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Summary: Following his discourse on the obedience of Christ, and an admonition for the believer to possess the mind of Christ, Paul discusses what that looks like in a mature believer. This is humbling, and impossible within ourselves, but possible in Christ.

Motivated to Follow

Philippians 2: 12-18

One of the greatest means of motivation is a great illustration or example. Following the great discourse on the obedience of Christ, having provided the great example for believers to follow, Paul offers a discourse on our obligations to follow the example Christ left for us.

I will admit that following this example is humbling and overwhelming at times. However, this is not a mere suggestion, but an exhortation for obedience. If we are to mature spiritually, and live pleasing to the Father, we must strive to follow the great example Christ left for us. Let’s examine the considerations of Paul in the text as we discuss: Motivated to Follow.

I. A Spiritual Work (12-13) – As we consider the aspects of Christian life, Paul addressed our obligation to be engaged in a spiritual work for the Lord. Consider:

A. The Exhortation (12a) – Wherefore, my beloved, as ye have always obeyed, not as in my presence only, but now much more in my absence, work out your own salvation with fear and trembling. Paul refers to their obedience in the faith. The believers in Philippi had been consistent in the faith, while Paul was active among them, and even in his absence. As he mentioned their obedience to Christ, he revealed an exhortation to continue in the faith. He was pleased with their obedience thus far and encouraged them to press on as they had in the past.

It is interesting that Paul begins this exhortation with the word “wherefore.” He is actually calling them back to his previous statements. He referred to the incarnation of Christ, humbling Himself in obedience to the Father’s will by offering Himself the atoning sacrifice for sin. He admonished the believer to possess the mind of Christ in regard to obedience. Here in verse 12, Paul takes them back to the great example of obedience found in Christ.

B. The Expectation (12b) – Wherefore, my beloved, as ye have always obeyed, not as in my presence only, but now much more in my absence, work out your own salvation with fear and trembling. As they were obedient in the faith, they were expected to work out their salvation with fear and trembling. Paul does not imply that one must work to obtain their salvation as some teach. This would be a direct contradiction of his teaching in Ephesians 2:8-10. Neither does he imply that one must work in order to keep their salvation, although works present evidence of our salvation. When one considers the exact meaning of the phrase, it is easy to understand and accept. Paul speaks of “carrying out until completion; putting forth the necessary effort and energy to finish a task.” The phrase was used in reference to properly solving a math problem, mining ore and minerals from a mine, or reaping the complete harvest once a field had been planted.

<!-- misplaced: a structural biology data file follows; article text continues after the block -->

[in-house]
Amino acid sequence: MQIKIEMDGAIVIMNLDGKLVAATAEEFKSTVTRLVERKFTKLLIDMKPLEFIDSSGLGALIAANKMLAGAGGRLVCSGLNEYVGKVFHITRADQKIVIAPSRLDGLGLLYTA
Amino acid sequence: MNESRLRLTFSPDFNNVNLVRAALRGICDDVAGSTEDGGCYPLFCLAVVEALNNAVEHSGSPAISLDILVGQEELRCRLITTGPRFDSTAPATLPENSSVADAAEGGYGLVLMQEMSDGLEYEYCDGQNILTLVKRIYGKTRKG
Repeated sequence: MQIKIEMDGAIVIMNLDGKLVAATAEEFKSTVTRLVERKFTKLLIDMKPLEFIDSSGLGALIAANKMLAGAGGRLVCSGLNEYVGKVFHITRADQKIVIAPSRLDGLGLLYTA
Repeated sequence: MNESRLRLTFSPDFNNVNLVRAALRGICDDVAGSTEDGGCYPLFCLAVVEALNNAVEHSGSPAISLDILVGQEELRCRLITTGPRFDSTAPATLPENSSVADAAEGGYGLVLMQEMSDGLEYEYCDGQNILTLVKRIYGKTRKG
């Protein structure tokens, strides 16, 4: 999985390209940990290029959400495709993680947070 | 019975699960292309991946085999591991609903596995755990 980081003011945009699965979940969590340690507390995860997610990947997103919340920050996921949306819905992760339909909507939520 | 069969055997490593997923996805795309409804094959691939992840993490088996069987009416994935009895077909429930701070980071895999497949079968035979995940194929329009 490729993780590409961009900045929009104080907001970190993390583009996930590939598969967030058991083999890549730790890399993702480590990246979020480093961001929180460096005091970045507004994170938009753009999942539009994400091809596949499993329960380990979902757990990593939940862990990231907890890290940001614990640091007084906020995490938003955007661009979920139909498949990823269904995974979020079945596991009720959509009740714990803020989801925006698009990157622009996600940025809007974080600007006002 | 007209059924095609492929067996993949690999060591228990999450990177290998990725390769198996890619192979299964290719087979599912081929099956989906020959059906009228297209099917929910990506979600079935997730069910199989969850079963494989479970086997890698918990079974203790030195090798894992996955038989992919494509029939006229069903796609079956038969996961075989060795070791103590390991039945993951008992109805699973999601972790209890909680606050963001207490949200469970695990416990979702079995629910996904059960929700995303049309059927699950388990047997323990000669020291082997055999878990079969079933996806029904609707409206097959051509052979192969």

Simply the change that has taken place on the inside through salvation will be manifested outwardly through our faithful obedience and service to Christ. James 2:17-18 – Even so faith, if it hath not works, is dead, being alone. [18] Yea, a man may say, Thou hast faith, and I have works: shew me thy faith without thy works, and I will shew thee my faith by my works.

C. The Efficiency (13) – For it is God which worketh in you both to will and to do of his good pleasure. Paul knew the Philippians would question how such a thing were possible. Through mere human effort and ability, it is impossible. Thankfully we are not expected to serve Christ alone. As we work out our own salvation, revealing the great transformation in our lives, we do so as God works in us according to His divine will and good pleasure. We have the ability to efficiently serve the Lord because He provides the ability to do so.

Honestly, that is a very humbling thought. In reality, all that we accomplish for the Lord is the result of His working in our lives according to His will and good pleasure. We have absolutely nothing to boast in of ourselves. If you are living in obedience to Christ, making a difference in the lives of others, praise the Lord for the ability He has provided for you to be effective!

II. A Social Walk (14-15a) – After speaking of our obligation to work, Paul dealt with the aspects of our walk. Notice:

A. The Restraint (14) – Do all things without murmurings and disputings. Having served the Lord for years, in a variety of environments, Paul knew the difficulties associated with serving the Lord publicly. Everyone would not receive their witness or embrace the faith. Some within the church would even question their true motives. It would be difficult to maintain a proper perspective, requiring restraint at times. Paul urged them to labor for the Lord and walk among men without murmuring or engaging in disputes. While all are tempted to engage in these activities at times, Paul knew such activity would mar their witness and hinder their work for Christ.

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